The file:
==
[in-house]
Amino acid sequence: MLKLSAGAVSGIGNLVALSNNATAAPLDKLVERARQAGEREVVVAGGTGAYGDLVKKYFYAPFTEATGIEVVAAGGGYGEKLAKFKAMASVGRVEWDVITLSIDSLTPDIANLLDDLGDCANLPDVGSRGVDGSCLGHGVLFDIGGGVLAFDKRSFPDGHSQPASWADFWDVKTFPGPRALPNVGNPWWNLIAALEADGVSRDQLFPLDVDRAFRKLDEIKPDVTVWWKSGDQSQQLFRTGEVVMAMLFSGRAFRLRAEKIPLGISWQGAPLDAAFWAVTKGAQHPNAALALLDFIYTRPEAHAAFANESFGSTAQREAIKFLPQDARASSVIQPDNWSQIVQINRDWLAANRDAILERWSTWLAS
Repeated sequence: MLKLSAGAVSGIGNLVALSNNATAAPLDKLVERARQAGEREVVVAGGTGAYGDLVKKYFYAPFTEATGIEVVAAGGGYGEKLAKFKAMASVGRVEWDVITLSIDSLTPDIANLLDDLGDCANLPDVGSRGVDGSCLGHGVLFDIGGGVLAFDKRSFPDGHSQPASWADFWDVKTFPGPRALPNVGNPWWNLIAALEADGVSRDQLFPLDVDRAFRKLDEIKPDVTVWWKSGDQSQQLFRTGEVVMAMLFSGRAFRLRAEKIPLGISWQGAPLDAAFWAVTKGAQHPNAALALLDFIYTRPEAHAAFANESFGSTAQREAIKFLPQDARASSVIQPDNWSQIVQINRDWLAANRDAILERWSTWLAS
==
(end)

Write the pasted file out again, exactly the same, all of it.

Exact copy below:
[in-house]
Amino acid sequence: MLKLSAGAVSGIGNLVALSNNATAAPLDKLVERARQAGEREVVVAGGTGAYGDLVKKYFYAPFTEATGIEVVAAGGGYGEKLAKFKAMASVGRVEWDVITLSIDSLTPDIANLLDDLGDCANLPDVGSRGVDGSCLGHGVLFDIGGGVLAFDKRSFPDGHSQPASWADFWDVKTFPGPRALPNVGNPWWNLIAALEADGVSRDQLFPLDVDRAFRKLDEIKPDVTVWWKSGDQSQQLFRTGEVVMAMLFSGRAFRLRAEKIPLGISWQGAPLDAAFWAVTKGAQHPNAALALLDFIYTRPEAHAAFANESFGSTAQREAIKFLPQDARASSVIQPDNWSQIVQINRDWLAANRDAILERWSTWLAS
Repeated sequence: MLKLSAGAVSGIGNLVALSNNATAAPLDKLVERARQAGEREVVVAGGTGAYGDLVKKYFYAPFTEATGIEVVAAGGGYGEKLAKFKAMASVGRVEWDVITLSIDSLTPDIANLLDDLGDCANLPDVGSRGVDGSCLGHGVLFDIGGGVLAFDKRSFPDGHSQPASWADFWDVKTFPGPRALPNVGNPWWNLIAALEADGVSRDQLFPLDVDRAFRKLDEIKPDVTVWWKSGDQSQQLFRTGEVVMAMLFSGRAFRLRAEKIPLGISWQGAPLDAAFWAVTKGAQHPNAALALLDFIYTRPEAHAAFANESFGSTAQREAIKFLPQDARASSVIQPDNWSQIVQINRDWLAANRDAILERWSTWLAS